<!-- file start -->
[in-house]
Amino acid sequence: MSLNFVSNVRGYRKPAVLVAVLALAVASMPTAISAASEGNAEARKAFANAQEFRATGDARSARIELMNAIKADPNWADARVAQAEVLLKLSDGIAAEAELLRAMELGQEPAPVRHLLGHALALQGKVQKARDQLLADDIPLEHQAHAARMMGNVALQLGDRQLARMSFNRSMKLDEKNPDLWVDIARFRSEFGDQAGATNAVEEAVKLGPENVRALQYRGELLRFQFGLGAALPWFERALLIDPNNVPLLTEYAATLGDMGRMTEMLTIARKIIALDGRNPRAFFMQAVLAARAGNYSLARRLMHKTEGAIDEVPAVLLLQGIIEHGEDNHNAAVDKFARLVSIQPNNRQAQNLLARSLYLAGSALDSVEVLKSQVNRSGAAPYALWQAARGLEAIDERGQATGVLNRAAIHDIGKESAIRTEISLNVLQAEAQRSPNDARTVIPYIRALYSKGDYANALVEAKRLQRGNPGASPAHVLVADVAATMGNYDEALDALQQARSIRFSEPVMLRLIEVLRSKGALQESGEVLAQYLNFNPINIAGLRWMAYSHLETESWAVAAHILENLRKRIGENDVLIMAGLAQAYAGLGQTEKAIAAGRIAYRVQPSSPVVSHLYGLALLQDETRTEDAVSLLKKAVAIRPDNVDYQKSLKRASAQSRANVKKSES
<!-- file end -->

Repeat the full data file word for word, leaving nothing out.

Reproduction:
[in-house]
Amino acid sequence: MSLNFVSNVRGYRKPAVLVAVLALAVASMPTAISAASEGNAEARKAFANAQEFRATGDARSARIELMNAIKADPNWADARVAQAEVLLKLSDGIAAEAELLRAMELGQEPAPVRHLLGHALALQGKVQKARDQLLADDIPLEHQAHAARMMGNVALQLGDRQLARMSFNRSMKLDEKNPDLWVDIARFRSEFGDQAGATNAVEEAVKLGPENVRALQYRGELLRFQFGLGAALPWFERALLIDPNNVPLLTEYAATLGDMGRMTEMLTIARKIIALDGRNPRAFFMQAVLAARAGNYSLARRLMHKTEGAIDEVPAVLLLQGIIEHGEDNHNAAVDKFARLVSIQPNNRQAQNLLARSLYLAGSALDSVEVLKSQVNRSGAAPYALWQAARGLEAIDERGQATGVLNRAAIHDIGKESAIRTEISLNVLQAEAQRSPNDARTVIPYIRALYSKGDYANALVEAKRLQRGNPGASPAHVLVADVAATMGNYDEALDALQQARSIRFSEPVMLRLIEVLRSKGALQESGEVLAQYLNFNPINIAGLRWMAYSHLETESWAVAAHILENLRKRIGENDVLIMAGLAQAYAGLGQTEKAIAAGRIAYRVQPSSPVVSHLYGLALLQDETRTEDAVSLLKKAVAIRPDNVDYQKSLKRASAQSRANVKKSES